What Are The Female And Male Parts Of A Flower Adhatoda Vasica

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Adhatoda Vasica

Botanical name: Adhatoda vasica, Adhatoda zeylanica, Justicia adhatoda

Other common names of Adhatoda: Adathodai, Adusoge, Vasaka, Adalodakam, Malabar Nut, Arusa Adulsa, Bakash, Addasaramu.

Habitat: India.

Description: Named Simha Mukhi in Sanskrit because the shape of its flowers resembles a lion’s head, Adhatoda vasica grows abundantly in the plains. The bitter taste of this plant is the source of its name, the goat (Adu) does not want to eat it (Thoda/not touch it). There are clear differences in the male (Pomegranate) and female (Mada) varieties of this plant, it can be found either as a tree with spines (male) or as a small shrub with thornless leaves (female). When mature, this plant has dark green leaves with a yellow underside, 10 to 16 cm long. The fruit that has the greatest strength of the plant is a small capsule usually with four seeds. The hanging flowers of this plant are found in white, red and black, and the most common variety is the one with white flowers. It is commonly found throughout India and especially in the Himalayan mountain range, flourishing at altitudes up to 1000 meters above sea level.

Plant parts used: Leaves, roots, fruit, stem bark and flowers.

Therapeutic uses, benefits and claims of Adhatoda

  • In Ayurveda, this plant is called Vasa and traditionally only the female (Mada) variant of Adhatoda vasica was used, with the preference for potency being the Mada plants with red flowers, which are almost as rare as those with black flowers. It is the Mada variety with white flowers Adhatoda vasica that is most often used in medicinal preparations.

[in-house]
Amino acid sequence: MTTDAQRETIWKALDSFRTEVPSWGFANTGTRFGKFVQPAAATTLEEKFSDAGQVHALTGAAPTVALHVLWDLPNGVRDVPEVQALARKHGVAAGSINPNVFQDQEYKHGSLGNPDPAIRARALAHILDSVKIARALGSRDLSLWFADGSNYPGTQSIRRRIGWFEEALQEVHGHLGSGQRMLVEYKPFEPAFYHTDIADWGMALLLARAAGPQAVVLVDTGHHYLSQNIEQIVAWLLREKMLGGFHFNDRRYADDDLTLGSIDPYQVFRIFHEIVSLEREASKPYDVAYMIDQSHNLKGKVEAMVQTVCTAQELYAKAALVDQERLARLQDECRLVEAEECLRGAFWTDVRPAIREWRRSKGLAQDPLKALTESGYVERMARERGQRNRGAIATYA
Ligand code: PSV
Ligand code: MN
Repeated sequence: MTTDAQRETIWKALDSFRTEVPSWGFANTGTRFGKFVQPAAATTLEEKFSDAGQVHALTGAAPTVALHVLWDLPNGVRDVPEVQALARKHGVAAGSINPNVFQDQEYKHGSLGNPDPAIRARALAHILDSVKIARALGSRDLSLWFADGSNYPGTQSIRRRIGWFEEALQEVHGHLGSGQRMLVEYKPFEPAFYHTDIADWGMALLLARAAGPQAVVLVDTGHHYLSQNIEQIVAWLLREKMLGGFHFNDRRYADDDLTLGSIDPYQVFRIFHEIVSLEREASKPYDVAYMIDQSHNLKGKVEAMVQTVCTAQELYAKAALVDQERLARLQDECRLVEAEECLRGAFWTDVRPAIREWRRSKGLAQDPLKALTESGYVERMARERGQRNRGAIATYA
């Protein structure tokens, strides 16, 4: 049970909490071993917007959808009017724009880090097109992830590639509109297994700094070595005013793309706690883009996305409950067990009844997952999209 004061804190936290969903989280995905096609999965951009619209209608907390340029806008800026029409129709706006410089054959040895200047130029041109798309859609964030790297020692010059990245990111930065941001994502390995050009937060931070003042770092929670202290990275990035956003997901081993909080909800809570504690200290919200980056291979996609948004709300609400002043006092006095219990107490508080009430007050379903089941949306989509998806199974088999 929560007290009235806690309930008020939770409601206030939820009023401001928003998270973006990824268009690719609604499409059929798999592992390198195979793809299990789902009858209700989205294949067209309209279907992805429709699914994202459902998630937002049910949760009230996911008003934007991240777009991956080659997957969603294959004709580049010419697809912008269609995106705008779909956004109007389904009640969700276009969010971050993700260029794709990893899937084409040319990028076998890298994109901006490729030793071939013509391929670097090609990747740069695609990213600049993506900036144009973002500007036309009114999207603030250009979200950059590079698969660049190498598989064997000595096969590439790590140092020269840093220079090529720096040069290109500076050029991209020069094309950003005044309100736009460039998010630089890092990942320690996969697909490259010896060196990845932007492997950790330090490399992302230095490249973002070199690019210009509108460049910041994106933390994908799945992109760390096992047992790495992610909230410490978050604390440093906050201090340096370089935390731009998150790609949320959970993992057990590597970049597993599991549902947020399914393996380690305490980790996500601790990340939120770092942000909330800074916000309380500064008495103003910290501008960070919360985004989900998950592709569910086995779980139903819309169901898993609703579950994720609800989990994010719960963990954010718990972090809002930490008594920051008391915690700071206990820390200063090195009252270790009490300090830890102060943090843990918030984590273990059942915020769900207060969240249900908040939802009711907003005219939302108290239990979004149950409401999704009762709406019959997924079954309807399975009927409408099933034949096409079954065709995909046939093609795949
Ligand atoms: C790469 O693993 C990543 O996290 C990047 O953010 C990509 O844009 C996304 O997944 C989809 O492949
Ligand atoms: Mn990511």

• Adhatoda vasica is a plant that has unique properties that support the entire respiratory system and its bronchial function. The leaves, flowers and root of this plant have been used in traditional Ayurvedic medicine to treat chest congestion and inflammation. In addition to mucolytic action, benzylamines, strong alkalis obtained from Adhatoda vasica, inhibit the effects of Mycobacterium tuberculosis.
  • In addition, the expectorant properties of Adhatoda vasica fruit are valued for the treatment of asthma, fever, cough, vomiting and chronic bronchitis. The leaves are dried and smoked to relieve asthma.
  • In pharmacology, this plant yields two valuable alkaloids, vasicine and vasicinone, which are formed by the oxidation process of vasicine and have been found to be a more powerful bronchodilator, in addition to reducing sensitivity to airborne irritants.
  • Rich in vitamin C, carotene, and the leaves also provide essential oil and adhatodic acid, an organic acid. The juice of the leaves and roots is used to relieve the symptoms of pine and bleeding gums and to treat glandular tumors, diarrhea and dysentery. The leaves are also ground into powder and used as a poultice for dressing wounds, relieving rheumatism and as an alternative in cases of neuralgia, epilepsy, hysteria and mental imbalance.
  • The expectorant effect is due to the content of volatile oils, and the bronchodilator effect of vaccin is used together with atropine. Vasicin is also the reason for its use to stimulate uterine muscle contraction to speed up or induce labor.
  • The leaves are boiled and combined with honey, ginger and black pepper (piper nigrum) to treat coughs and respiratory ailments. A decoction of the plant is used to expel intestinal parasites and exhaustion of the organism (ftritis).
  • Fresh flowers of this plant are used to treat eye diseases such as ophthalmia. The leaf has also shown significant protective properties in conditions leading to liver damage.
  • Potential side effects of Adhatod Vasica

    The use of leaf extract is considered safe. However, uterine tonic and abortifacient activity prevent its use during pregnancy, except during childbirth. Due to the strength of this herb, it should be taken under medical supervision.

    Adhatoda Vasica therapeutic doses

    As a decoction, 1-3 grams of dried leaves. Liquid extract; 20 to 60 min. Squash; 1 to 4 fluid drams. Tincture; 1/2 to 1 dram of liquid.

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